COVID-infected lions and tigers at the National Zoo in Washington won’t eat their meat, so zookeepers are adding foods to their diets that sound like they’re for a sick human — baby food and chicken broth.

In the week since the zoo said six African lions, a Sumatran tiger and two Amur tigers tested positive for the coronavirus, the big cats have been showing some signs of improvement. But a few of the animals are still experiencing coughs, fatigue and a loss of appetite.

Pamela Baker-Masson, a spokeswoman for the zoo, said on Friday that caretakers noticed some of the great cats weren’t eating or drinking. “We saw a real decrease in appetite interest so this week they’ve done more to stimulate their appetite.”

Caretakers added baby food, chicken broth, milk and cheese from goats, and elk meat to the big cats’ diets. Animal experts said that since some of the new foods have a strong scent, they’re hoping that stimulates the big cats’ senses.

Caretakers at the zoo first noticed symptoms in some of the animals Sept. 11 and 12.

More on the COVID-19 pandemic


Fecal samples were taken, and the big cats tested “presumptive positive” for the coronavirus. They’re still awaiting final test results, but zoo officials said they’re certain the animals are infected and are treating them as such.

Experts at the zoo have said the coronavirus was probably transmitted to the big cats from a human who may have been asymptomatic.

The animals are being closely monitored. “Everybody has improved,” Baker-Masson said, “but each animal has varying degrees of symptoms.”

Three tigers — a female Sumatran tiger named Damai, a male Amur tiger named Metis, and a female Amur tiger named Nikita — are “eating and alert,” although Nikita and Damai still have “very mild” coughs, officials said in a statement.

Two lionesses, Amahle and Naba, along with a male lion named Luke, have also shown improvements, zoo official said.

But officials said they’re concerned about three other lions that have “greater and more pronounced” symptoms than the other big cats, according to Baker-Masson.


Three lions — a 16-year-old female named Shera and two, 7-year-old males named Shaka and Jumbe — were having “abnormal respiration,” a lack of appetite and were dehydrated. Last weekend, they were anesthetized for “fluid therapy” and given “long-acting antibiotics and other supportive medications,” officials said. Blood was also collected for analysis.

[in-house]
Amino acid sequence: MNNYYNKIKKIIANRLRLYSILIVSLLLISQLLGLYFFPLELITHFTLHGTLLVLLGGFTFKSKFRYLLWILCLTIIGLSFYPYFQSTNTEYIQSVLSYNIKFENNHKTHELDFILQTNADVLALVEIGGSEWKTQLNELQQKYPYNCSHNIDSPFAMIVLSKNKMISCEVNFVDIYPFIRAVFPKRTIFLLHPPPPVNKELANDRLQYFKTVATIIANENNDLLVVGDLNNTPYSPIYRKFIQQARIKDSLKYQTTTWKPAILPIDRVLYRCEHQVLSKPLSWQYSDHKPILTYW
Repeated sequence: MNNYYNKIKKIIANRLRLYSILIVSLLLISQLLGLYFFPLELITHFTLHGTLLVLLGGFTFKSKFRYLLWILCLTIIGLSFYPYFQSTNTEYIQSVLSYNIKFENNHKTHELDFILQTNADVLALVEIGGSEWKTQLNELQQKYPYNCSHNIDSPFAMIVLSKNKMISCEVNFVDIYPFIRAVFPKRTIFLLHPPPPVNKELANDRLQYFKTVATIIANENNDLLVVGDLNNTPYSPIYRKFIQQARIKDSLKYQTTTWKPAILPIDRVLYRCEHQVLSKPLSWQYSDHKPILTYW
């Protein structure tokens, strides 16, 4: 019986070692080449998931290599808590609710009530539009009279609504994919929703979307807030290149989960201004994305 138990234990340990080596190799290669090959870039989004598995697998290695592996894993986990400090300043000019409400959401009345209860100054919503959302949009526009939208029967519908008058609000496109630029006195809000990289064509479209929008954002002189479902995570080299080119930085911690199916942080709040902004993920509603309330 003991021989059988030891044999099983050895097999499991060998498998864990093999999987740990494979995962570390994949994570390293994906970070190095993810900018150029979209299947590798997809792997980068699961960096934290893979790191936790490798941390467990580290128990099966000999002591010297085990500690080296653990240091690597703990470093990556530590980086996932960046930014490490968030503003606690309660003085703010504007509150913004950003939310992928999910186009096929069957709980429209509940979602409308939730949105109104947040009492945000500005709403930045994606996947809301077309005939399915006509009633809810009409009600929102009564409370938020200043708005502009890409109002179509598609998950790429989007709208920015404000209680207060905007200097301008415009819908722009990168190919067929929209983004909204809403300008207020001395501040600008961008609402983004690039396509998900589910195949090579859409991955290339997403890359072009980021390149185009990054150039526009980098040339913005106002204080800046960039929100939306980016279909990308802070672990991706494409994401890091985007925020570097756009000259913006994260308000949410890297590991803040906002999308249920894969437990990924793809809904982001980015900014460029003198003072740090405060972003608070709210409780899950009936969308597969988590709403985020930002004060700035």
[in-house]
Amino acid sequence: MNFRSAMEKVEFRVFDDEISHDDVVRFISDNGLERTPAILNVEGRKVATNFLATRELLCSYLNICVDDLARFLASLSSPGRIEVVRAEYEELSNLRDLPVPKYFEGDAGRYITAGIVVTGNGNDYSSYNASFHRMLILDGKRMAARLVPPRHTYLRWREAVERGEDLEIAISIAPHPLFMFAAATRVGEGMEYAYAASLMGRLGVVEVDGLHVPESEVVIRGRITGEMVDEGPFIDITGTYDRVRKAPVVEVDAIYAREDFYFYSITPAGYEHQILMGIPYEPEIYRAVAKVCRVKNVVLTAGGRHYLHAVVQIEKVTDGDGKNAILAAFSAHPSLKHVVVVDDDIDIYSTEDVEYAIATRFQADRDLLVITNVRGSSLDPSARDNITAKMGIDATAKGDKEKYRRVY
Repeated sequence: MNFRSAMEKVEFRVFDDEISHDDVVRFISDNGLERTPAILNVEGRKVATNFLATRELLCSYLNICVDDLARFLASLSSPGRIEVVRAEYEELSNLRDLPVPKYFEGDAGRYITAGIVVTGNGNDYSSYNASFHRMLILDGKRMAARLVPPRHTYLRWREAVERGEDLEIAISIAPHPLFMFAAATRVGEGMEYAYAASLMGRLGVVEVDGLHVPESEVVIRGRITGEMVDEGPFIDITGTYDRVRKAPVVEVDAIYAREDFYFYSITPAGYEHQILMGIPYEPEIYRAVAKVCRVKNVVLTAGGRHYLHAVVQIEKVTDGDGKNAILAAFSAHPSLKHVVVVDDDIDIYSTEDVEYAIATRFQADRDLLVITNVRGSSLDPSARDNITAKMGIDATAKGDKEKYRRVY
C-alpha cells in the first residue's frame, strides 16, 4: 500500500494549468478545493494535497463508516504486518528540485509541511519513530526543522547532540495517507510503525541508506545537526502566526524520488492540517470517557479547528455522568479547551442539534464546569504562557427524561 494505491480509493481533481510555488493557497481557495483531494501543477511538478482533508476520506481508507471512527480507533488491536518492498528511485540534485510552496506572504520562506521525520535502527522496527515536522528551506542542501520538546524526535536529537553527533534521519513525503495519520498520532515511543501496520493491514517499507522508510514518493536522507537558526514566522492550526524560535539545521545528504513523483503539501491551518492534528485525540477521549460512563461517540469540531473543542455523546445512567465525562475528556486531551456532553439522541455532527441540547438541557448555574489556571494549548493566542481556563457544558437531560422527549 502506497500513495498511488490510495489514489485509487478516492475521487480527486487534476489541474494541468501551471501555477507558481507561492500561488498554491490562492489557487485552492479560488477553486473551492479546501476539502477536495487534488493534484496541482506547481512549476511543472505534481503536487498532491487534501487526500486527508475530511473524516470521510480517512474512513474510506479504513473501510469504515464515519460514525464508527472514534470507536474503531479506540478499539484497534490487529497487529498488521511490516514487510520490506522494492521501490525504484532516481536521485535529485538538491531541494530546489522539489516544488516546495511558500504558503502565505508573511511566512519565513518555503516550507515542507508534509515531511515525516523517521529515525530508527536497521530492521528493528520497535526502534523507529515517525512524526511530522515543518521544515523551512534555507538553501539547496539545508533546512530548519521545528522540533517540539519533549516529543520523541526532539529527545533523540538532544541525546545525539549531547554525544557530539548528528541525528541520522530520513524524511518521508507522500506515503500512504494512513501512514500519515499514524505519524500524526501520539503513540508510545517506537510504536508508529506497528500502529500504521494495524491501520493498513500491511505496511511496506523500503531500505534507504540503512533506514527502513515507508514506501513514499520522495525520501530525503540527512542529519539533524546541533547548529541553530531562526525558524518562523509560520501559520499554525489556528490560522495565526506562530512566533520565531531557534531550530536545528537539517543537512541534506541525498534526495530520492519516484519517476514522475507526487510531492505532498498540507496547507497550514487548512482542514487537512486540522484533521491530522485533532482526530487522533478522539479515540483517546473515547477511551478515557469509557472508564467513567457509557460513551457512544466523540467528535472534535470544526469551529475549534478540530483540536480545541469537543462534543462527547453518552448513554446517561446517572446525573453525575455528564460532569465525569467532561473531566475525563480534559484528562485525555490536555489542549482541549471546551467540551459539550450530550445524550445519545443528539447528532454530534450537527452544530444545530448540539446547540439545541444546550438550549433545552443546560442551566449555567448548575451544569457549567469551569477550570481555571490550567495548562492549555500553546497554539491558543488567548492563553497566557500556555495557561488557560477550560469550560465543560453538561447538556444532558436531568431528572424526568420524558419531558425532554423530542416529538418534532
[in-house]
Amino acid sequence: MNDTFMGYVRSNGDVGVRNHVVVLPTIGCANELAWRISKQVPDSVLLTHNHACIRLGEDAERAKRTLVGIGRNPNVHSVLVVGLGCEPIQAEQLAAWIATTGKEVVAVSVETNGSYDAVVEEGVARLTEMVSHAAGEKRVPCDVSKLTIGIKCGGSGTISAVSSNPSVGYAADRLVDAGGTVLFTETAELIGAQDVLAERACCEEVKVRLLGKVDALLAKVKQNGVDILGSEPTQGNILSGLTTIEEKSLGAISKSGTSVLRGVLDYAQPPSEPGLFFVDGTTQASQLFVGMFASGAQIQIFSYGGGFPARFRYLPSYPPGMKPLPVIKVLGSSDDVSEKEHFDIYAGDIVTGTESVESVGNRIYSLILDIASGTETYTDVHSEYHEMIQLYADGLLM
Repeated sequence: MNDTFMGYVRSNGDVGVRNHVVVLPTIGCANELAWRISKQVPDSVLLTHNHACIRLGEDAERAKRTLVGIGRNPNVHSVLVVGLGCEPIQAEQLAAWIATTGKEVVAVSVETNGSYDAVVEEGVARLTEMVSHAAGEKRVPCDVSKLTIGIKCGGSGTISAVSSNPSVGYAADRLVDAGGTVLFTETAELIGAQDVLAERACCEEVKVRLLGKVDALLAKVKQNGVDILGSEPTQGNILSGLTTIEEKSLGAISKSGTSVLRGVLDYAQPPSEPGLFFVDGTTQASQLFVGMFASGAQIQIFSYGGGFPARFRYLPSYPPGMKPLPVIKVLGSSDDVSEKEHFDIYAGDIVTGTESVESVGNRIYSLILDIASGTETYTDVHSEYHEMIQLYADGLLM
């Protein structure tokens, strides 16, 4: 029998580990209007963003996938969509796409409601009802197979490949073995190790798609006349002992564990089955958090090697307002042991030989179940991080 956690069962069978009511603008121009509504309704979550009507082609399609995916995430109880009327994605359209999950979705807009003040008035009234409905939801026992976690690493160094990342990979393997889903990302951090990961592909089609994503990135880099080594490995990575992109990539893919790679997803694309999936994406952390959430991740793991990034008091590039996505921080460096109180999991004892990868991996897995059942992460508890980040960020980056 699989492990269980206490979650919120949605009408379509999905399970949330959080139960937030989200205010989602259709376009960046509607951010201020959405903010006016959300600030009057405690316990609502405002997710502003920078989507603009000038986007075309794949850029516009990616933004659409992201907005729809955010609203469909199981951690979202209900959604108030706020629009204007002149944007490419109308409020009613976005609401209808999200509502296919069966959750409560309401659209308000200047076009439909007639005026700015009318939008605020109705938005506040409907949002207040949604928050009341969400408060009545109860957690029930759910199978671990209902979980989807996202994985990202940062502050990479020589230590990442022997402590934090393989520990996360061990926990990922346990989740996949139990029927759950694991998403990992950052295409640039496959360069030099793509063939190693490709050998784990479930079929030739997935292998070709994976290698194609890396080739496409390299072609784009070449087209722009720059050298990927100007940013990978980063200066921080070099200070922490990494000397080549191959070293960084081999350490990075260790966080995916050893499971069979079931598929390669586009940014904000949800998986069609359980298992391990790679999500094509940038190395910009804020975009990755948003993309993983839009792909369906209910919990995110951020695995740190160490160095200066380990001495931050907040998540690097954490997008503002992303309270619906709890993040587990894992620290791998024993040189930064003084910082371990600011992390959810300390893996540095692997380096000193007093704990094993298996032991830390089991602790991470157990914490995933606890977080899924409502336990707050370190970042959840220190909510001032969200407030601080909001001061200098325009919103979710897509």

Shaka and Jumbe remain lethargic and with coughs and nasal discharge but “are improving,” officials said. Shera is stable but “still of concern,” they said. Her bloodwork showed that she has renal failure so she had more fluid therapies.

The big cats, which live in groups with their specific species, are not being separated at this time, officials said. They have access to their indoor and outdoor habitats.

No other animals at the National Zoo have shown symptoms of the coronavirus. But other zoos around the country have had infected animals, including the Zoo Atlanta and the San Diego Zoo, where some gorillas tested positive. Two tigers at the Virginia Zoo in Norfolk tested positive this spring.

Dozens of zoos and animal sanctuaries around the United States have been given doses of a coronavirus vaccine that’s made for animals from Zoetis, a company that spun off from Pfizer.

The National Zoo said it has plans to give the Zoetis vaccine to some of its animals in the coming months. The Maryland Zoo in Baltimore said it also plans to give that same vaccine to its otters, chimps and lions — even though no animals at its facility have tested positive for the coronavirus.

Officials at the National Zoo said they did a “thorough investigation” of all staff who were close to the sickened lions and tigers but found no evidence to pinpoint the source of the infection. The zoo has protocols in place requiring staff to use personal protective equipment, and all staff and animal caretakers are required to wear masks indoors and in all public and nonpublic areas.